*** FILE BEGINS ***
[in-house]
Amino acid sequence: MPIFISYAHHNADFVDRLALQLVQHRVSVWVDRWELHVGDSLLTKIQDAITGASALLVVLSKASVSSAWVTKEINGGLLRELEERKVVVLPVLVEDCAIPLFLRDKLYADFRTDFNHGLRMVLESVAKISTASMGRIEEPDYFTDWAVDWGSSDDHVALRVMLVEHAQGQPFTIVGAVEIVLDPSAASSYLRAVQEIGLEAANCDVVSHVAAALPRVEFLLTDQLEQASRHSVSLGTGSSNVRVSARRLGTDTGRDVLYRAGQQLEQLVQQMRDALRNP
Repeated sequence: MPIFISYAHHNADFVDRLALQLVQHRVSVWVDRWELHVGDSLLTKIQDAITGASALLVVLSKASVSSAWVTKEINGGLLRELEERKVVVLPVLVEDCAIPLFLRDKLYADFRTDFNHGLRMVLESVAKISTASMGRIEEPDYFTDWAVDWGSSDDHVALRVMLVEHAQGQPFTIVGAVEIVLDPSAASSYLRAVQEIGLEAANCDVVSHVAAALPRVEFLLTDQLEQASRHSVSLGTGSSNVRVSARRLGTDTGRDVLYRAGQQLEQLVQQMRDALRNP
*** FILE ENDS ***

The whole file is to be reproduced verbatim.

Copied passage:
[in-house]
Amino acid sequence: MPIFISYAHHNADFVDRLALQLVQHRVSVWVDRWELHVGDSLLTKIQDAITGASALLVVLSKASVSSAWVTKEINGGLLRELEERKVVVLPVLVEDCAIPLFLRDKLYADFRTDFNHGLRMVLESVAKISTASMGRIEEPDYFTDWAVDWGSSDDHVALRVMLVEHAQGQPFTIVGAVEIVLDPSAASSYLRAVQEIGLEAANCDVVSHVAAALPRVEFLLTDQLEQASRHSVSLGTGSSNVRVSARRLGTDTGRDVLYRAGQQLEQLVQQMRDALRNP
Repeated sequence: MPIFISYAHHNADFVDRLALQLVQHRVSVWVDRWELHVGDSLLTKIQDAITGASALLVVLSKASVSSAWVTKEINGGLLRELEERKVVVLPVLVEDCAIPLFLRDKLYADFRTDFNHGLRMVLESVAKISTASMGRIEEPDYFTDWAVDWGSSDDHVALRVMLVEHAQGQPFTIVGAVEIVLDPSAASSYLRAVQEIGLEAANCDVVSHVAAALPRVEFLLTDQLEQASRHSVSLGTGSSNVRVSARRLGTDTGRDVLYRAGQQLEQLVQQMRDALRNP